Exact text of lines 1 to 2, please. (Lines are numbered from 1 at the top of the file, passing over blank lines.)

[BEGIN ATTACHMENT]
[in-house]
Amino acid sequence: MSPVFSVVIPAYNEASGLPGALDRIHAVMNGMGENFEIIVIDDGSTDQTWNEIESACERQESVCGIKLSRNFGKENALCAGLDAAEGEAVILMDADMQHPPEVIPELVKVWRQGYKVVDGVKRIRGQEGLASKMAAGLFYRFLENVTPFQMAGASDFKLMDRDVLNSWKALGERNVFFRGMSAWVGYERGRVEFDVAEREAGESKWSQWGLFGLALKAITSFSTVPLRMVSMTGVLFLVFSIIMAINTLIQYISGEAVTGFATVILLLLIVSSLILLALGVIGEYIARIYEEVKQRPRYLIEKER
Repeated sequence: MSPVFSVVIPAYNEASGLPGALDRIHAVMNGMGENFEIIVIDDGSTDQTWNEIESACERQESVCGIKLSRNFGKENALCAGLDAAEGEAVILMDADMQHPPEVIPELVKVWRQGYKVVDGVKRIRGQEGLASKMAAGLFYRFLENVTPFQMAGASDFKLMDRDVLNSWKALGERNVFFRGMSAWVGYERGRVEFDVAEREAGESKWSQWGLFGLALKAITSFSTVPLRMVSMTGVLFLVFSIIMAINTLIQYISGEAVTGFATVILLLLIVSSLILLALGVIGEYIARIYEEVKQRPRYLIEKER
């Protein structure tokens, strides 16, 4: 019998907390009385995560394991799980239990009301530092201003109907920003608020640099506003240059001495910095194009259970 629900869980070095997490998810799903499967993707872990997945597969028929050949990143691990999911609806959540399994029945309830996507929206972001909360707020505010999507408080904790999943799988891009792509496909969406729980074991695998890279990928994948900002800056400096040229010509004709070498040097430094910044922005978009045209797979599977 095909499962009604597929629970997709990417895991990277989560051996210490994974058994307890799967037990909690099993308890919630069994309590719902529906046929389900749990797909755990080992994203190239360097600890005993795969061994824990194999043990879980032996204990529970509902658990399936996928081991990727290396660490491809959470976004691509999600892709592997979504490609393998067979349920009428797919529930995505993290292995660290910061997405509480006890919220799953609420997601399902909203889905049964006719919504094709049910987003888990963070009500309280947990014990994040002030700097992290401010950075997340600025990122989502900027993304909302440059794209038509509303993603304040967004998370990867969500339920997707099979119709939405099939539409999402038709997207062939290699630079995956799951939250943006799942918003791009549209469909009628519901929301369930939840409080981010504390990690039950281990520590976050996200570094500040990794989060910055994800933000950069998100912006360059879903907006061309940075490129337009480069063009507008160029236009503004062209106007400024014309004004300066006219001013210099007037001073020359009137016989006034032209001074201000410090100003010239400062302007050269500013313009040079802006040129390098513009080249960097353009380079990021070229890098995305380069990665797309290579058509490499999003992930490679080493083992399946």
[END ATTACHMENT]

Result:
[in-house]
Amino acid sequence: MSPVFSVVIPAYNEASGLPGALDRIHAVMNGMGENFEIIVIDDGSTDQTWNEIESACERQESVCGIKLSRNFGKENALCAGLDAAEGEAVILMDADMQHPPEVIPELVKVWRQGYKVVDGVKRIRGQEGLASKMAAGLFYRFLENVTPFQMAGASDFKLMDRDVLNSWKALGERNVFFRGMSAWVGYERGRVEFDVAEREAGESKWSQWGLFGLALKAITSFSTVPLRMVSMTGVLFLVFSIIMAINTLIQYISGEAVTGFATVILLLLIVSSLILLALGVIGEYIARIYEEVKQRPRYLIEKER